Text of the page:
2014 SOLD for $ 2.96M by Sotheby's
In the 1920s, their development teams managed to incorporate the complications in small and thin cases compatible with the use on the wrist, thus winning a major part in a promising market. Then the miniaturization of the combinations of complications generated the masterpieces of modern watchmaking.
Three prestigious complications received the greatest attention: repetition, perpetual calendar and split.
The chronographe à rattrapante (split seconds chronograph) includes two centered hands. One of them runs its rotation in sixty seconds. The other is stopped by the action of a pusher and joins the first hand when the measurement is achieved. This complication is very popular for the measurement of time intervals in sporting competitions.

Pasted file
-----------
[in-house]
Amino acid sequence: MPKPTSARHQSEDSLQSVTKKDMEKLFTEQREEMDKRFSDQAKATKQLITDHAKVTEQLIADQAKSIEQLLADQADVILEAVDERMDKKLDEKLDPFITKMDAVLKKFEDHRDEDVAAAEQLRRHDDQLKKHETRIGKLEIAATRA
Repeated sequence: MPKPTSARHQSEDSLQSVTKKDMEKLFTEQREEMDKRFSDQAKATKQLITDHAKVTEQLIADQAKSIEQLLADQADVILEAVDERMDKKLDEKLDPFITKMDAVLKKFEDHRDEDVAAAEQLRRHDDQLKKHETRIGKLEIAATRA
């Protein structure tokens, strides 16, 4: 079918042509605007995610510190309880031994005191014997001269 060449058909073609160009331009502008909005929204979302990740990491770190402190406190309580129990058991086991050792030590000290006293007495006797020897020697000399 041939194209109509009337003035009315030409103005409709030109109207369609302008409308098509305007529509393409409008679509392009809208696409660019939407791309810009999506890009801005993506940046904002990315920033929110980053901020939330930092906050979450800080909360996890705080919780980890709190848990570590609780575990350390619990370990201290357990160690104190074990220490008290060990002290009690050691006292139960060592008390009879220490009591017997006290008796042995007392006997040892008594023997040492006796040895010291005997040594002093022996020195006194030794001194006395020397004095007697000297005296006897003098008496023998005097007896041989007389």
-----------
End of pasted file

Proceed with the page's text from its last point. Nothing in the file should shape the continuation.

In 1923, Patek Philippe manufactures and sells a single specimen of split seconds chronograph wristwatch assembled in an old 'montre d'officier' case. This piece that can be considered as a prototype had no immediate commercial following. For this reason, some of its other features are also unique such as its calibration to 60 minutes and the design of its dial.
This historic watch was sold for nearly CHF 3M by Antiquorum on November 14, 1999, equivalent at that time to $ 1.9 M, and for $ 2.96M by Sotheby's on June 10, 2014, lot 175.
1927 Henry Graves Jr Minute Repeating Wristwatch
2019 SOLD for CHF 4.6M by Christie's
The repeating of minutes is tested by Patek Philippe in the late nineteenth century. The Palmer specimen assembled in 1898, considered to be the very first grand complication Patek Philippe pocket watch, included this feature. The incorporation into a wristwatch is not studied before 1906. Before Packard and Graves, clients did not expect that technical feat.